25 May 2004
I've been gathering fragments for a summary of the present state of my personal computing world, and almost daily I find more instances of things that have changed or are on the edge of some alteration.

Item, which sums up the problem magnificently, from Matt Jones, guestblogging at Warren Ellis' die puny humans:

It's time to remap everything.

Drill the digital ground and you'll see that the surface strata of interface has not moved as quickly as what lies beneath.

The shape has changed. We've moved from the discrete, fixed computing of the mainframe, mini and pc to the fluid, agile, grid.

The stuff has changed. We send emotional bits and digital pheremones as much as we send practical packets.

The scale has changed. The corpus has swollen while the skin stayed the same. We stored data the equivalent of 37,000 times the library of congress on our hard drives in 2002, and shunted 3 times that much around the net[1].

And as below, so above.

The context of computing is vastly different from the west coast labs that windows, icons, menus and pointers originated in[2]. It's mobile, urban, rural, outdoors, underground, personal, intimate, immediate.

Time to shed the metaphorskin of the last 40 years. We won't carry a desktop into the street, a trashcan in our pocket. We'll remap technology to the environment[3], to our bodies [4], our relationships, our places and culture[5], instead of the other way round.

Tangible, embodied interfaces will make the world the interface, instead of our interfaces carving our attention from the world. Worth doing, and worth starting now.

Time to remap everything.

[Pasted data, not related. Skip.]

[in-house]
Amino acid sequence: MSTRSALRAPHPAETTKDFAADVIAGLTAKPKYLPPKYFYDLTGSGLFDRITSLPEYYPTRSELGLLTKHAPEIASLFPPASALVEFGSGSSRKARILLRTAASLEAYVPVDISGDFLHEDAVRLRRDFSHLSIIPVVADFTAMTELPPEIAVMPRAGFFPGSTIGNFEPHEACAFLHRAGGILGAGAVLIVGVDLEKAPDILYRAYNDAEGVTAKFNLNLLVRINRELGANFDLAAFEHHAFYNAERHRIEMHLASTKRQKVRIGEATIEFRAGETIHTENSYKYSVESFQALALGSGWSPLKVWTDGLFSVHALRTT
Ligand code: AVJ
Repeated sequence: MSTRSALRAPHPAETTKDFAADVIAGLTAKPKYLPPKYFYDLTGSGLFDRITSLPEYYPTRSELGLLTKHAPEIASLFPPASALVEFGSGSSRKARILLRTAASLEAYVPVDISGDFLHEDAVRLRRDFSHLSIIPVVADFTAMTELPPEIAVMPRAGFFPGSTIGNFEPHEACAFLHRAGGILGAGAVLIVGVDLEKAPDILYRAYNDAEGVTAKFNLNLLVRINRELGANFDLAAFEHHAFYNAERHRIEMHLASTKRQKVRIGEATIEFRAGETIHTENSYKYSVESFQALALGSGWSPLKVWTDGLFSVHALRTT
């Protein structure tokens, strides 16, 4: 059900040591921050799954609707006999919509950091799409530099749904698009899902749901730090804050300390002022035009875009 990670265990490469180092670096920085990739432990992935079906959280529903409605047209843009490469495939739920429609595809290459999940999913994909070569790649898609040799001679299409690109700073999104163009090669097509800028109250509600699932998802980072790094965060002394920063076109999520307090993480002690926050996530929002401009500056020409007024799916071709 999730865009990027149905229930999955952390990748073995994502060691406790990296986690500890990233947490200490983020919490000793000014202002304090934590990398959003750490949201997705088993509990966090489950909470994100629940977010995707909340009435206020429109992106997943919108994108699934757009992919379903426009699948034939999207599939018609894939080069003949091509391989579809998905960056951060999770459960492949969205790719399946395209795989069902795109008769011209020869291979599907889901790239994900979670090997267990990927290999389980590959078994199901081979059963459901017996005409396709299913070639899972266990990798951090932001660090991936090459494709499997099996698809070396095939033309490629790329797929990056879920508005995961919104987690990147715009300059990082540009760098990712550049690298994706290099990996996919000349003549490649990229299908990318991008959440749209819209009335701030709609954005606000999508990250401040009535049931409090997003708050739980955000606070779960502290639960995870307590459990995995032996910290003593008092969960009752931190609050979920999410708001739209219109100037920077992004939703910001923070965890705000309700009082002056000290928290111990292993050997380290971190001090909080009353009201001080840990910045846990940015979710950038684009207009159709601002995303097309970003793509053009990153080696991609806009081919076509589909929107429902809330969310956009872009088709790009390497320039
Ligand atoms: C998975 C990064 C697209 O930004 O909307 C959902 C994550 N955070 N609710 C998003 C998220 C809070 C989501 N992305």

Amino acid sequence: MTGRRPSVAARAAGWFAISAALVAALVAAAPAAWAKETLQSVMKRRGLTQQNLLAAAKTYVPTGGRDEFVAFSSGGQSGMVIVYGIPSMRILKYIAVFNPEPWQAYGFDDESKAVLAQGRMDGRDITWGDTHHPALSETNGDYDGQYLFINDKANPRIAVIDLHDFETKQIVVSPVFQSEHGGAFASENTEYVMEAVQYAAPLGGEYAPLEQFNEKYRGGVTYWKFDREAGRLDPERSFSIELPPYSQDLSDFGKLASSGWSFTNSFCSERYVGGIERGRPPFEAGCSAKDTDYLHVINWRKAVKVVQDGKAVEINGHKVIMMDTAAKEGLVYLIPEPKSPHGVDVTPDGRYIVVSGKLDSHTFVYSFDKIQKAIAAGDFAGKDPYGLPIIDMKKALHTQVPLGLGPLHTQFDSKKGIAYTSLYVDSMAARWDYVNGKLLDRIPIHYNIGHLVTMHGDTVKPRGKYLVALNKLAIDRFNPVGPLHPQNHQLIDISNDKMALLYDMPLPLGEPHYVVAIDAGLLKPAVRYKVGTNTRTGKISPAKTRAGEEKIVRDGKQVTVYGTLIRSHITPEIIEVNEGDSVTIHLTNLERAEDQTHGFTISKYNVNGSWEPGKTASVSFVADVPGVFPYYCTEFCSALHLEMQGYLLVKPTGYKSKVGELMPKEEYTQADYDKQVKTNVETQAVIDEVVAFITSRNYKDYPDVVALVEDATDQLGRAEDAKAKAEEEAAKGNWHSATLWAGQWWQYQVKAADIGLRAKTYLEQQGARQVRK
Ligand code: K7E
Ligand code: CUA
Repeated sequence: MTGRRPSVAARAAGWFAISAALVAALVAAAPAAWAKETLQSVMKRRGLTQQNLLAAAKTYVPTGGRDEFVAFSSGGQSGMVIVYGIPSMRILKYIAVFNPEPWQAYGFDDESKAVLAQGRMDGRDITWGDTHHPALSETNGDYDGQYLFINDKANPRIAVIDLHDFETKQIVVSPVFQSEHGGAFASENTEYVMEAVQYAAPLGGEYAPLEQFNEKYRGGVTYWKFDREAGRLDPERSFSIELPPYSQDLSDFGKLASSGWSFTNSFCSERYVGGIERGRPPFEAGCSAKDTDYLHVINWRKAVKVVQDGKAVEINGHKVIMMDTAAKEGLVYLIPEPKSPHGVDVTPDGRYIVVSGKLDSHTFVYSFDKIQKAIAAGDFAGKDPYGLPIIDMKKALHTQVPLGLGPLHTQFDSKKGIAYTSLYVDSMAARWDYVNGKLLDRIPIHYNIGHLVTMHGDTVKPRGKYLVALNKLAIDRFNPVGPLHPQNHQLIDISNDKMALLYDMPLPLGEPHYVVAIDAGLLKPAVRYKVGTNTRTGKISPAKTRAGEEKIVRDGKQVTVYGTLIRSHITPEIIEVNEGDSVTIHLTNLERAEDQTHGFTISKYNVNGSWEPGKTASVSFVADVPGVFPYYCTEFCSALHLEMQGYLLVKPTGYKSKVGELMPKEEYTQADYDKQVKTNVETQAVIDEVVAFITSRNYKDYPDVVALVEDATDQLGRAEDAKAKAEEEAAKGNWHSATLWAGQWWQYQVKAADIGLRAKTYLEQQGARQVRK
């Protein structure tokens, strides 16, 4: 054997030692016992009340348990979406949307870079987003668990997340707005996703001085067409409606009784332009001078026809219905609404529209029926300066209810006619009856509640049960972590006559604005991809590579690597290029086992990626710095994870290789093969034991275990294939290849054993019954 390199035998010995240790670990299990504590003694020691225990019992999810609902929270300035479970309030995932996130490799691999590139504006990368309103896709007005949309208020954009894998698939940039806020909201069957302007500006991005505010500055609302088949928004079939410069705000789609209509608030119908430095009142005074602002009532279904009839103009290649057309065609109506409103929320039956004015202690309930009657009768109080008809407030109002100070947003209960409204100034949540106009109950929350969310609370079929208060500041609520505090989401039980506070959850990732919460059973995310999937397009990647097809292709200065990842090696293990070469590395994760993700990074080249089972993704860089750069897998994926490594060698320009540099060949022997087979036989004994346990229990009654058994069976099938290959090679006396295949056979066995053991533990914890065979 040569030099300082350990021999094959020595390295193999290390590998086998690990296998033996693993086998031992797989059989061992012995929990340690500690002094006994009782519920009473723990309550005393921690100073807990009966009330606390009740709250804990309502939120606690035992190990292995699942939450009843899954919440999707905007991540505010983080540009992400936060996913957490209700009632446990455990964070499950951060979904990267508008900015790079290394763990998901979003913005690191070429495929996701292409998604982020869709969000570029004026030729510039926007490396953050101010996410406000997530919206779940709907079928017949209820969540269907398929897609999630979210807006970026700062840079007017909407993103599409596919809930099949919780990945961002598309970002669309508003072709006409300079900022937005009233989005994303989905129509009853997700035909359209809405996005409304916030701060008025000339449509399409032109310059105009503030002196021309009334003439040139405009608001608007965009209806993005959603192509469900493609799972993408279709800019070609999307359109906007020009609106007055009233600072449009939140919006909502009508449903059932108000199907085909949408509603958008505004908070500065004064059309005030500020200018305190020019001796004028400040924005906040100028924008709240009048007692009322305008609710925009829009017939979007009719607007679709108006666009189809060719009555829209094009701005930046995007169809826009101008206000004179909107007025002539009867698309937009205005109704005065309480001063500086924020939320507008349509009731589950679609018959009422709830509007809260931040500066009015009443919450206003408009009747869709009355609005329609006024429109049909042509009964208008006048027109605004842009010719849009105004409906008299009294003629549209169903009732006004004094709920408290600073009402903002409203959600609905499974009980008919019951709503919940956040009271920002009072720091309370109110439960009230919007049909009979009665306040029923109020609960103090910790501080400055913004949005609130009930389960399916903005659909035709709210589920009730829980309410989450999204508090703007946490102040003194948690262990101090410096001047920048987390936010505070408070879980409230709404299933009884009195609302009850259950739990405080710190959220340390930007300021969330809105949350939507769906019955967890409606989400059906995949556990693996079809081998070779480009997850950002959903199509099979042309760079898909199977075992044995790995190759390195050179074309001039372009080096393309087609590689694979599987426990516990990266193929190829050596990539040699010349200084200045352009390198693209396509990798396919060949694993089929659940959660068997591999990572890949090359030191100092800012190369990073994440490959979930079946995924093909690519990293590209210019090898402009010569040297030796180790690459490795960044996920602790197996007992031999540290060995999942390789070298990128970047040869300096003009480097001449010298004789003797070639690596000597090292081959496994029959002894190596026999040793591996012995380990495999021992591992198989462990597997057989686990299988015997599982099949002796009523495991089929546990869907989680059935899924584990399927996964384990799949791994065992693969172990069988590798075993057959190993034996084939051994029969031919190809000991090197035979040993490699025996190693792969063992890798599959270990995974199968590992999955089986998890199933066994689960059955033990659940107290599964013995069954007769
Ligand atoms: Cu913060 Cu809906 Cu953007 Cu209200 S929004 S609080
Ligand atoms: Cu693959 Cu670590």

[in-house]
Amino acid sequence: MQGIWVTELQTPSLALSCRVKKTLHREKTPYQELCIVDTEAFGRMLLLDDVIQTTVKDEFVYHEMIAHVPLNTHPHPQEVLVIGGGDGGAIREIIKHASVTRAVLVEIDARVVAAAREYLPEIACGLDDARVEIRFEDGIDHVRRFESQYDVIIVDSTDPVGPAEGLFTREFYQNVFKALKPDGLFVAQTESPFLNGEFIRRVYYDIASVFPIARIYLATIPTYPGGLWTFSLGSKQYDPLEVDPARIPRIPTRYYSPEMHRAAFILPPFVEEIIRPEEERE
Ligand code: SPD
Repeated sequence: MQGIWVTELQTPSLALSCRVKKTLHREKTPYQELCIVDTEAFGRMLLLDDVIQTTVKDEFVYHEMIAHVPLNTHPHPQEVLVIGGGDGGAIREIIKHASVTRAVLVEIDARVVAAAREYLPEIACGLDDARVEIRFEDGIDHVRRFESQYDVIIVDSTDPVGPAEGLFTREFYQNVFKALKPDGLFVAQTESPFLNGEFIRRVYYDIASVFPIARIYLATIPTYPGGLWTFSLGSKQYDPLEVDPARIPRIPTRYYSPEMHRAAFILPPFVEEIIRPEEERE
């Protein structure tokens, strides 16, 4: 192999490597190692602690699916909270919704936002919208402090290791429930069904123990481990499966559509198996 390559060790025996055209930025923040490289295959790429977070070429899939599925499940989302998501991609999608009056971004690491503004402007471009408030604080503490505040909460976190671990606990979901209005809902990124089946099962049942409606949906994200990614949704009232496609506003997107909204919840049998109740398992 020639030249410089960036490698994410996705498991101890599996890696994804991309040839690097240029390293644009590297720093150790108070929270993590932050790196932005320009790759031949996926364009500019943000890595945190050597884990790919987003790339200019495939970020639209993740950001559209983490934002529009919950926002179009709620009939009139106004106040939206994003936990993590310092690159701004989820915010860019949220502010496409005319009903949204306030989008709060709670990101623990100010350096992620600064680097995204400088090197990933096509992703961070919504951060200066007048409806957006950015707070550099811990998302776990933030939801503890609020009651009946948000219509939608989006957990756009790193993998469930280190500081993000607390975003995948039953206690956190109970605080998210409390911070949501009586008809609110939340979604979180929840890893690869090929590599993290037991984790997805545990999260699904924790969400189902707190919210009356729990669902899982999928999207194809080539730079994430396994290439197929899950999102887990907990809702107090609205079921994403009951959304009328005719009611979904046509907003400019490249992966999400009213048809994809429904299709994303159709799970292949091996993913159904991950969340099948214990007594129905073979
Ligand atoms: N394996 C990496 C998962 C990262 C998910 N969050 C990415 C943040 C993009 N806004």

Well, I pretty much agree. At the moment I'm using a combination of the following in my day-to-day work with computers:

It's interesting to observe that many of these are NEW in the last two or three months, which is to say that my involvement with computing continues to evolve. DSL provoked quite a lot of that, and while the venture into blogging isn't exactly new, the software surely is.

More and more of interest is happening in the blogosphere, though it's not yet clear how (and whether) to leverage that into pedagogy, beyond the personal level. At the moment, I'm contemplating the use of blogs as a main component of the fall 2004 iteration Anth230, though whether as personal or small-group tools I'm still not sure.

I aspire to have everything in my digital world interlinked, so that it really is an effective management environment for my various enterprises.

26 May
Becoming aware that one lives digitally, and then acting upon that realization... that's quite a step for a person to make. It's clearer when one isn't relying on networked lab computers (i.e., when working from office and/or laptop machines that "belong" to oneself, and that [can] store one's activities.

I'm quite struck by David Levy's Scrolling Forward, in which I've found a succession of things I didn't anticipate when I got it from the library. He's very clear about some things that others miss:

The simple fact is, we humans have found a way to delegate the ability to speak to inanimate objects, and have become deeply dependent on them for an endless array of services... (33)